“Data demonstrate that the monitoring of wastewater provides an early-warning capacity of over two weeks, thereby aiding in the confident prediction of future clinical caseloads, morbidity and mortality in our city and campus communities,” ASU Professor Rolf Halden said. “The early-warning capacity of wastewater monitoring decreases once random clinical testing of individuals has been put in place, but the screening of individuals with conventional medical tools comes at a 60-fold higher price point than wastewater-based epidemiology, as our team demonstrated earlier this year.

"Thus, this latest study looking at all data collected over the course of the pandemic again highlights the power of wastewater monitoring as a nimble, practical and very economic health monitoring tool whose benefits extend to vulnerable populations of lesser economic means.”

Samples were collected three days a week. A total of 1,556 wastewater samples were collected across the 11 sample sites in the greater Tempe area. Most locations showed two waves in viral levels peaking in June 2020 and December 2020 to January 2021.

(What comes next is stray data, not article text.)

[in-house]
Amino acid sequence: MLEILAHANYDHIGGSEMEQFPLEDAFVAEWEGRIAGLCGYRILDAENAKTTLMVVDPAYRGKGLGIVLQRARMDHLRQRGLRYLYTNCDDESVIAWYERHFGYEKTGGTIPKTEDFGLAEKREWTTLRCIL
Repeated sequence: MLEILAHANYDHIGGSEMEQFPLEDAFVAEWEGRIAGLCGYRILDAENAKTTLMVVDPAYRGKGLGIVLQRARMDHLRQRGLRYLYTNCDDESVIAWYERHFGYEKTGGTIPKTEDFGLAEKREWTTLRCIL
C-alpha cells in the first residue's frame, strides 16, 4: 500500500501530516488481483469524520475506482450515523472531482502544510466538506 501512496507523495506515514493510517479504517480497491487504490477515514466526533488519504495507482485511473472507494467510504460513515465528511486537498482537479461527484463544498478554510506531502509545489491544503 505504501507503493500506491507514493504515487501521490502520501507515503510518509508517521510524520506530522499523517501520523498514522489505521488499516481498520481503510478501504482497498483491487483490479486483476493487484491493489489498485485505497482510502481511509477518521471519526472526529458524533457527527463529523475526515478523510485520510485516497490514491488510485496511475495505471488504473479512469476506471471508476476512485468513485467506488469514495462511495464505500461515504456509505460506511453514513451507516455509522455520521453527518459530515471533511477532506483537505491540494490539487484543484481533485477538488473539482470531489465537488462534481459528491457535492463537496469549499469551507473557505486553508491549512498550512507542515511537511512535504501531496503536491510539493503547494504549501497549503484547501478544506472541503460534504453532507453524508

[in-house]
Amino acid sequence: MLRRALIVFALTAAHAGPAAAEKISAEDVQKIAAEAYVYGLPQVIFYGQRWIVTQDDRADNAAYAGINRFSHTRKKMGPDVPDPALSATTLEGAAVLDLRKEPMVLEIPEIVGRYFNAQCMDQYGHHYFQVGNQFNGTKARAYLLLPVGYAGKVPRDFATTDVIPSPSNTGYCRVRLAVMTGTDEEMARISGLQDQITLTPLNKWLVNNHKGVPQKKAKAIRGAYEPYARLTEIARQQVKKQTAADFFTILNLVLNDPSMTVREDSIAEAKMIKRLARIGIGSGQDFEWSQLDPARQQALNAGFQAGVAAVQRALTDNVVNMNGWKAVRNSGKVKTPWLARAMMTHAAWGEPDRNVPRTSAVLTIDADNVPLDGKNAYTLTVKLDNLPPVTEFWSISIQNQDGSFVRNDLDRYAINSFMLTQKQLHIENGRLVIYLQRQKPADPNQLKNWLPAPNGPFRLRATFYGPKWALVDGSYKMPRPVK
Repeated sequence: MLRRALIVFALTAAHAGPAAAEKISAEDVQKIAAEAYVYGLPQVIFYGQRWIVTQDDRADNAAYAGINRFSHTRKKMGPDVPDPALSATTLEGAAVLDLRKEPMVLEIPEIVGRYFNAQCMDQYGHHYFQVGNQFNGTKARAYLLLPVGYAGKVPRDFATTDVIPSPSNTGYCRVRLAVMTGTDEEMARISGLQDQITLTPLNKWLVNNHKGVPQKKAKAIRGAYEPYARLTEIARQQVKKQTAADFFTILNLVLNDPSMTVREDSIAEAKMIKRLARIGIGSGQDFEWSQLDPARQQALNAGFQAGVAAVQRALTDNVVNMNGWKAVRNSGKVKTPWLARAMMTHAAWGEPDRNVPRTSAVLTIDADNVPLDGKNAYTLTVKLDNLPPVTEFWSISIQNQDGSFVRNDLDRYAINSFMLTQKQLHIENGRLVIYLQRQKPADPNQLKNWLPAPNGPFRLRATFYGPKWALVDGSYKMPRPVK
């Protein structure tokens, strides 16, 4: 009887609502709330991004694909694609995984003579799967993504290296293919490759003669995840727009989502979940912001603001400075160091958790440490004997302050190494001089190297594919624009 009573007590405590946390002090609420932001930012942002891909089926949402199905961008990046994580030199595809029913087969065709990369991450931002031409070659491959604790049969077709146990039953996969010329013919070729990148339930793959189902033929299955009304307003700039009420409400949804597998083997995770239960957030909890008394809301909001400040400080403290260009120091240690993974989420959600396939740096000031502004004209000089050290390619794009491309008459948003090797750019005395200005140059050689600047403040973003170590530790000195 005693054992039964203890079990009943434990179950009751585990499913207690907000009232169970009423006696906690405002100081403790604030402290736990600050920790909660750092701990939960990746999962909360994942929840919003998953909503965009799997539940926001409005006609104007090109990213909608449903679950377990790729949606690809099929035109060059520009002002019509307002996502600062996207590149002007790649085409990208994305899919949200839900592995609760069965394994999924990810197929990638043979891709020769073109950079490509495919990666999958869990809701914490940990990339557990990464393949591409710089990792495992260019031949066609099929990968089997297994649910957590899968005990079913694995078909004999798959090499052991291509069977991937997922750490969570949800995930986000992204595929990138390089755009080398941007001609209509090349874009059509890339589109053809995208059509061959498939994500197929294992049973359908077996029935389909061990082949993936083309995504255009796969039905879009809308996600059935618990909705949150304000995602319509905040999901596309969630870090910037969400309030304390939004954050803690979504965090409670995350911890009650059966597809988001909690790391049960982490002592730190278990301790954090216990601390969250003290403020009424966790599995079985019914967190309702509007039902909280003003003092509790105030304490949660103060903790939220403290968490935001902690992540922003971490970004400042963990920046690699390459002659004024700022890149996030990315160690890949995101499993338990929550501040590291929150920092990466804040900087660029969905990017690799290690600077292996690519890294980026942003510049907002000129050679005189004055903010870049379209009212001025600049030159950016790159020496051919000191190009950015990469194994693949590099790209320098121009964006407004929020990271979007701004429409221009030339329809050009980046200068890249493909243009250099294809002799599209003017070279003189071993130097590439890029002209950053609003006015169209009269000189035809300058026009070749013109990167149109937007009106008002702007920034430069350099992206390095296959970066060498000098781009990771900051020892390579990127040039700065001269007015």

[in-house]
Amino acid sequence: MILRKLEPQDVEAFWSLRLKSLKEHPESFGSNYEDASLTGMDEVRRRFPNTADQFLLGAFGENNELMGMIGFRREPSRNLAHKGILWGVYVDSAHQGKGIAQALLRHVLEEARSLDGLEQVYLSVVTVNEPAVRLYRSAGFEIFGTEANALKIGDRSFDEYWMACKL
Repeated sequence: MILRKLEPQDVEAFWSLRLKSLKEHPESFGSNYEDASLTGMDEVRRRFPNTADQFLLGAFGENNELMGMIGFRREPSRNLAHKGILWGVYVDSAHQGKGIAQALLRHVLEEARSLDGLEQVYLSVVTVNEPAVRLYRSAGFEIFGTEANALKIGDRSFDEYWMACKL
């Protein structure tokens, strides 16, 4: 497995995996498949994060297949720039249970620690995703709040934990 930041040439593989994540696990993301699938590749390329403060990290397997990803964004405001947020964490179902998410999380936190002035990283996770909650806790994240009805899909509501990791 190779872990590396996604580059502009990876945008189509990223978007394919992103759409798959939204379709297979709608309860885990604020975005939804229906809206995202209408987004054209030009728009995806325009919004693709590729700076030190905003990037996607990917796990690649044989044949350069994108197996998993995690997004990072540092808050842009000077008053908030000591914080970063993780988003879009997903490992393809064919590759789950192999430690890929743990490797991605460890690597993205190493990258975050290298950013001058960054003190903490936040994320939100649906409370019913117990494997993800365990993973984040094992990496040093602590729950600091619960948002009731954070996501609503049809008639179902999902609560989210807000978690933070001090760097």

Wastewater-based epidemiology revealed a maximum concentration of 37.6 million gene copies of SARS-CoV-2 per liter of wastewater. This measurement obtained during peak pandemic conditions occurred at a Tempe hospital location, which had an active COVID-19 ward at the time of collection on Jan 11, 2021.

In addition, the amounts of SARS-CoV-2 detected in sewers also correlated with the number of positive cases determined by clinical testing. Wastewater-based epidemiology has the potential to supplement and enrich clinical data and demographic information not only from a city, but down to the ZIP code and neighborhood level.

Lastly, during the initial lockdown from May to early June 2020, the wastewater-informed data dashboard revealed remarkably elevated virus concentrations in the town of Guadalupe beginning the week of May 11, 2020, to the week of June 8, 2020. This later decreased after prompt interventions such as face-covering mandates and community education in town halls beginning in June 2020.

Having successfully deployed wastewater-based epidemiology for the opioid crisis and the pandemic, the city of Tempe and ASU are uniquely poised for continued use of wastewater-based epidemiology to spot and identify the next public health threat early on before it has a chance to overwhelm health care capacity.